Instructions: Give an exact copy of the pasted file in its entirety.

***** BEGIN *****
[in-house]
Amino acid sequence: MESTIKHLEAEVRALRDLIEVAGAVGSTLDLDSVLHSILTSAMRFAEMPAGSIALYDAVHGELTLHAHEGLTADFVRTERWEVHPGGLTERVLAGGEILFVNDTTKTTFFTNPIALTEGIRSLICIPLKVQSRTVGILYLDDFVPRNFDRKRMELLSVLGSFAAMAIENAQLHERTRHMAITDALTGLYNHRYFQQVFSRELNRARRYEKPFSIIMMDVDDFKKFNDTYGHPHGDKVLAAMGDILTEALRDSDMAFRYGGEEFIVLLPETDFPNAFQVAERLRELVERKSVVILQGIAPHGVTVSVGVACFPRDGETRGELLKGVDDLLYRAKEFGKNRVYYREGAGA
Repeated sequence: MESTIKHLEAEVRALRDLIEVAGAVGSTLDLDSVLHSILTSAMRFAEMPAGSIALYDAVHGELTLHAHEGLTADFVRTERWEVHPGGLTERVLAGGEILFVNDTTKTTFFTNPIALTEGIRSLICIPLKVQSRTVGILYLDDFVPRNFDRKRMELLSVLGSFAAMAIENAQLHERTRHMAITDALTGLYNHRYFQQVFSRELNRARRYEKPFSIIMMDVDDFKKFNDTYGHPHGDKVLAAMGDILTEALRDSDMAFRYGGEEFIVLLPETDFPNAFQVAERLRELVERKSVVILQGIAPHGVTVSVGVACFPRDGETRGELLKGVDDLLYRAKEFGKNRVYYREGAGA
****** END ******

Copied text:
[in-house]
Amino acid sequence: MESTIKHLEAEVRALRDLIEVAGAVGSTLDLDSVLHSILTSAMRFAEMPAGSIALYDAVHGELTLHAHEGLTADFVRTERWEVHPGGLTERVLAGGEILFVNDTTKTTFFTNPIALTEGIRSLICIPLKVQSRTVGILYLDDFVPRNFDRKRMELLSVLGSFAAMAIENAQLHERTRHMAITDALTGLYNHRYFQQVFSRELNRARRYEKPFSIIMMDVDDFKKFNDTYGHPHGDKVLAAMGDILTEALRDSDMAFRYGGEEFIVLLPETDFPNAFQVAERLRELVERKSVVILQGIAPHGVTVSVGVACFPRDGETRGELLKGVDDLLYRAKEFGKNRVYYREGAGA
Repeated sequence: MESTIKHLEAEVRALRDLIEVAGAVGSTLDLDSVLHSILTSAMRFAEMPAGSIALYDAVHGELTLHAHEGLTADFVRTERWEVHPGGLTERVLAGGEILFVNDTTKTTFFTNPIALTEGIRSLICIPLKVQSRTVGILYLDDFVPRNFDRKRMELLSVLGSFAAMAIENAQLHERTRHMAITDALTGLYNHRYFQQVFSRELNRARRYEKPFSIIMMDVDDFKKFNDTYGHPHGDKVLAAMGDILTEALRDSDMAFRYGGEEFIVLLPETDFPNAFQVAERLRELVERKSVVILQGIAPHGVTVSVGVACFPRDGETRGELLKGVDDLLYRAKEFGKNRVYYREGAGA